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Reflecting on AAPI Heritage Month: Hawai’i Club celebrates another successful lū’au

by Melanie Moyer,

Hawai’i Club lū’au

Building community was a natural part of the Kānaka O Ka 'Āina (“people of the land”) 2023 lū’au theme. “While talking with many students, I found they were so homesick,” shares lū’au-coordinator Kaiona Apio BA’24. “So having this experience building Hawaiian community was super important.”

The lū’au came after months of preparation by Apio and the President of the Hawai’i Club, Jill Harada BA’24, the club's executive board, its members, performers, and staff advisor, Kendrick Arakaki BA’14.

“We wanted to talk about life on the islands which we showed with performances like the Paniolo (Hawaiian Cowboy) faculty dance and our ‘Ōte‘a, the Tahitian piece about the daily life of Tahitian women.”

The opening kahiko about Queen Lili'uokalani, a mashup of a contemporary and old-school hula 'Auana about the island of O’ahu, the protest mele, “For the Lāhui,” a slow ‘auana about the fragrance of a flower lei, and many more dances also reflected the importance of coming together to celebrate Hawaiian and Pacific Islander culture.

Preceding the performances, chicken long rice, kalua pork, seared bok choy, li hing pineapple, mochi ice cream, and many other delicious eats were served at the dinner. Harada’s dad, Scott, who runs a multi-generational catering company in Hawai’i, stepped in as a catering consultant to help ensure the food’s authenticity.

“We spent countless hours working together to put as much love and Aloha spirit into our event as possible,” Harada says.

“Their success lies both with our Hawai’i Club leadership and our community,” Arakaki adds. “This includes the volunteers, the dancers, our musicians, ASWU Sound, and Bon Appetit for working closely with us to serve food that was as culturally authentic as possible.”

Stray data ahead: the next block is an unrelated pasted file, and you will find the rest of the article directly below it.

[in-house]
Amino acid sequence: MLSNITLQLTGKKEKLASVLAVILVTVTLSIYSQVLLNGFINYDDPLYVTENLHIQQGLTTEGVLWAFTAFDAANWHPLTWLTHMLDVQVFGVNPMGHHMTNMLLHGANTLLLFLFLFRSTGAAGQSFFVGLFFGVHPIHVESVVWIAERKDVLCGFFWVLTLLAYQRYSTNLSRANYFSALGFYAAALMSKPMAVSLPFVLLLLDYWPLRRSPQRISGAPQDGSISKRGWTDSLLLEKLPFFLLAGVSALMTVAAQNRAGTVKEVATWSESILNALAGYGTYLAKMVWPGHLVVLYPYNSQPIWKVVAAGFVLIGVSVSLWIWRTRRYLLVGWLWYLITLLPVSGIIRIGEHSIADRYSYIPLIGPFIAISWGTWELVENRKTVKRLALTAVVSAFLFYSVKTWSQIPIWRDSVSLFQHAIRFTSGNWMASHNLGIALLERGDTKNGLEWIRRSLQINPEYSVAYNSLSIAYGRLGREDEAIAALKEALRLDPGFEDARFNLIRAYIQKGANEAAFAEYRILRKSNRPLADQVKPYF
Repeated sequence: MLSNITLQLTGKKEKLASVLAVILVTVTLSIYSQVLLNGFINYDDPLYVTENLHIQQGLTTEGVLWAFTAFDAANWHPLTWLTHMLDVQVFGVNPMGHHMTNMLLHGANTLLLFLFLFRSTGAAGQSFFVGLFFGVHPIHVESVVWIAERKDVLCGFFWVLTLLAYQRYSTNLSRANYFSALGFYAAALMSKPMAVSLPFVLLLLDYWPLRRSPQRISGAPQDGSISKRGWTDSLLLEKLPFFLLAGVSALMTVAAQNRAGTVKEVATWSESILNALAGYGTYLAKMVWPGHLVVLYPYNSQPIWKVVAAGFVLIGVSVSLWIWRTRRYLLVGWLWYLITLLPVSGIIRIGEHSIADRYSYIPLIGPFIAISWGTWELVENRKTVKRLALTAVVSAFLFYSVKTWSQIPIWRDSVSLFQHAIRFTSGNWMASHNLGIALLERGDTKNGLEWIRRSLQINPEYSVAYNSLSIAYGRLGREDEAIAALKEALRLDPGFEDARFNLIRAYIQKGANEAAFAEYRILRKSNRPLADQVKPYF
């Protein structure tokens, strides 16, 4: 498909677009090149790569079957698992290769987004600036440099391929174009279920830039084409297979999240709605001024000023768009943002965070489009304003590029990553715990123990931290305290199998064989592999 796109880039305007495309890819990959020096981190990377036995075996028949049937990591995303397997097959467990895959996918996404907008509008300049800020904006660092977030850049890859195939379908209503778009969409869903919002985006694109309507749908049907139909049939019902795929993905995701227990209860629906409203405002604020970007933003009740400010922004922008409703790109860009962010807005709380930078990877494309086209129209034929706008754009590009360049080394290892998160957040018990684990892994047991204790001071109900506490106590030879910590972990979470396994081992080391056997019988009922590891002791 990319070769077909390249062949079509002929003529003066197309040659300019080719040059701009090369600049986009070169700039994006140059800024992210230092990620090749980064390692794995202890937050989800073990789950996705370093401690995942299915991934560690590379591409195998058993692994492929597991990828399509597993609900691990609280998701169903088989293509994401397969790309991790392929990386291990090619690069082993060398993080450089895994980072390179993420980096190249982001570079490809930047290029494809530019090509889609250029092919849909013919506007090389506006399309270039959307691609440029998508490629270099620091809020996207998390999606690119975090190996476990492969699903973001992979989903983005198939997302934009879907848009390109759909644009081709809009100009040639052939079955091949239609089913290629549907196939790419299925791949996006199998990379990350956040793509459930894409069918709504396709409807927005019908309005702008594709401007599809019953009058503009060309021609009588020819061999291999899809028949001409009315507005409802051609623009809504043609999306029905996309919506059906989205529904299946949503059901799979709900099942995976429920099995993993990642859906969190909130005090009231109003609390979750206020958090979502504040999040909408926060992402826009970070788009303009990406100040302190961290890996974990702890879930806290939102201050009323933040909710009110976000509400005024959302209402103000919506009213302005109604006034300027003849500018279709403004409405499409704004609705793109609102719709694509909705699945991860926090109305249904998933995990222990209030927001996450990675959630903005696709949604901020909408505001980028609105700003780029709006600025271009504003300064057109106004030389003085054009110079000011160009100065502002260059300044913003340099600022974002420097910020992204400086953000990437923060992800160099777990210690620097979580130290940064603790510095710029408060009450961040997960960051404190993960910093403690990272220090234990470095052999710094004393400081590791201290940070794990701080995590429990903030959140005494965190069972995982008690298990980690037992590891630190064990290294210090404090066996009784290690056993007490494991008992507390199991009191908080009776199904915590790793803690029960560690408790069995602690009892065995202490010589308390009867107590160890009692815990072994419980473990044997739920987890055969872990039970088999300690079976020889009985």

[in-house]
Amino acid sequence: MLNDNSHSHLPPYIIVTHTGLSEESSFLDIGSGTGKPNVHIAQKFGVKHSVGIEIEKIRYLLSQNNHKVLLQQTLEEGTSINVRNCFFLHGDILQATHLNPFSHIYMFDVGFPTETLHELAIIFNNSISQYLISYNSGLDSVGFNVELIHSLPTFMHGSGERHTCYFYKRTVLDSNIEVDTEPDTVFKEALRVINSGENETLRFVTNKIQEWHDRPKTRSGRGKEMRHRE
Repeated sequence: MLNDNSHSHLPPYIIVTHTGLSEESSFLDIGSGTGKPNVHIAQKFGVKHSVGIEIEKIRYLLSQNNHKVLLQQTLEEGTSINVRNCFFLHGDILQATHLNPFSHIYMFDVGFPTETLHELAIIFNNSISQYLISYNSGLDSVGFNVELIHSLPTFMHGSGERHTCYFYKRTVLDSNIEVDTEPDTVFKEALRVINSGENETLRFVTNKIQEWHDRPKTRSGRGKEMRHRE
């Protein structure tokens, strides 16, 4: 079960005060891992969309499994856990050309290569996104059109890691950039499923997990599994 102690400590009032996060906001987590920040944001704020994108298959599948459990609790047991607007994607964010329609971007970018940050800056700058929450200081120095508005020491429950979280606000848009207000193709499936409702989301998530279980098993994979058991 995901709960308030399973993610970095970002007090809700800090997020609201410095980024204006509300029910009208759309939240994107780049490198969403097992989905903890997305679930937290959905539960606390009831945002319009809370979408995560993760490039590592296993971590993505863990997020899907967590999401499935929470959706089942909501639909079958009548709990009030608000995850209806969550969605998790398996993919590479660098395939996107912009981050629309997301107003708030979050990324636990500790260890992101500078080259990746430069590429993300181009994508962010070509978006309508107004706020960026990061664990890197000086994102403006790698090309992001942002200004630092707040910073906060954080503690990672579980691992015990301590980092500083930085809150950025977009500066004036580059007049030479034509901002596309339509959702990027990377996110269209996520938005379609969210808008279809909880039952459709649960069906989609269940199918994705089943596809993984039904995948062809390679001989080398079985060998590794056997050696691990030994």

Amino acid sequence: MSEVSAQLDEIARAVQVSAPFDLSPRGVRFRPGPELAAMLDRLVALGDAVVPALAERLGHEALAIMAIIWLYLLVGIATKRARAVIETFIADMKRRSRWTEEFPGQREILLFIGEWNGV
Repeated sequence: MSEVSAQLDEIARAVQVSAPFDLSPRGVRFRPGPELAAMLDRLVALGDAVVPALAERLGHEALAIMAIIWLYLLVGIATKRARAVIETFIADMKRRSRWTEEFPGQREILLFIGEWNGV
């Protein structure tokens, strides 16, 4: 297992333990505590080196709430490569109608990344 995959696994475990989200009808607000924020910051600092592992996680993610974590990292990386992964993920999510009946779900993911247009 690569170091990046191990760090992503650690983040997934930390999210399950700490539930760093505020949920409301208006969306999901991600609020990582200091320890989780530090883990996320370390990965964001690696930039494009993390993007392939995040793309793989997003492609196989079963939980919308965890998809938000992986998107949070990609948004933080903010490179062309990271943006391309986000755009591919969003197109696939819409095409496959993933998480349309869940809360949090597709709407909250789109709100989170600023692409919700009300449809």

The lū’au precedes Asian-American and Pacific Islander (AAPI) Heritage Month, reminding the Willamette community of the importance of the event’s driving forces. Apio shares that so much of the culture is fetishized and romanticized by the tourism industry that events celebrating and honoring Pacific Islander traditions, including those showcased in the lū’au, are of the utmost importance.

“Taking on this year’s lū’au was so important to me because we got to show people, at our best capacity, our culture in its truest and most right form,” Apio says.

Harada says that they carry the sense of community and inclusivity from the lū’au and AAPI Heritage Month all the time.

“There is a common misconception that the Hawai’i Club and the lū’au are only for Native Hawaiian students or students from Hawai’i,” she says. “The purpose of our club is to educate, celebrate, and honor Hawaiian culture. This is the sentiment that we are trying to bring to Willamette's campus: no matter where you are from and how you identify, you can be a part of our club and celebrations so long as you are kind, respectful, and willing to teach and learn about other cultures.”

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